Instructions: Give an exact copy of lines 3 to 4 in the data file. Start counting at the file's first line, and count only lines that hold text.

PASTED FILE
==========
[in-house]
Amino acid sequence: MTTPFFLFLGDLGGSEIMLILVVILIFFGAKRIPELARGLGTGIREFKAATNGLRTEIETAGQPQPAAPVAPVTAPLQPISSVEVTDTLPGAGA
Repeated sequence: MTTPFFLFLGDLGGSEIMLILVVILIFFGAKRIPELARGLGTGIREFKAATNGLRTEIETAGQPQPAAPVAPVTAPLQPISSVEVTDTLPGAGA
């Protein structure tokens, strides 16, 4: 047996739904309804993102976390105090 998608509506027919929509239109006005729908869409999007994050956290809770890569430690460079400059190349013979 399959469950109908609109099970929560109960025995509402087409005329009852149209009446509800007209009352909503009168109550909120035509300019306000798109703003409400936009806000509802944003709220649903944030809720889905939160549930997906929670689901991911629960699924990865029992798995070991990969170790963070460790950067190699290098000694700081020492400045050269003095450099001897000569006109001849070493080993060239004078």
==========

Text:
Repeated sequence: MTTPFFLFLGDLGGSEIMLILVVILIFFGAKRIPELARGLGTGIREFKAATNGLRTEIETAGQPQPAAPVAPVTAPLQPISSVEVTDTLPGAGA
């Protein structure tokens, strides 16, 4: 047996739904309804993102976390105090 998608509506027919929509239109006005729908869409999007994050956290809770890569430690460079400059190349013979 399959469950109908609109099970929560109960025995509402087409005329009852149209009446509800007209009352909503009168109550909120035509300019306000798109703003409400936009806000509802944003709220649903944030809720889905939160549930997906929670689901991911629960699924990865029992798995070991990969170790963070460790950067190699290098000694700081020492400045050269003095450099001897000569006109001849070493080993060239004078």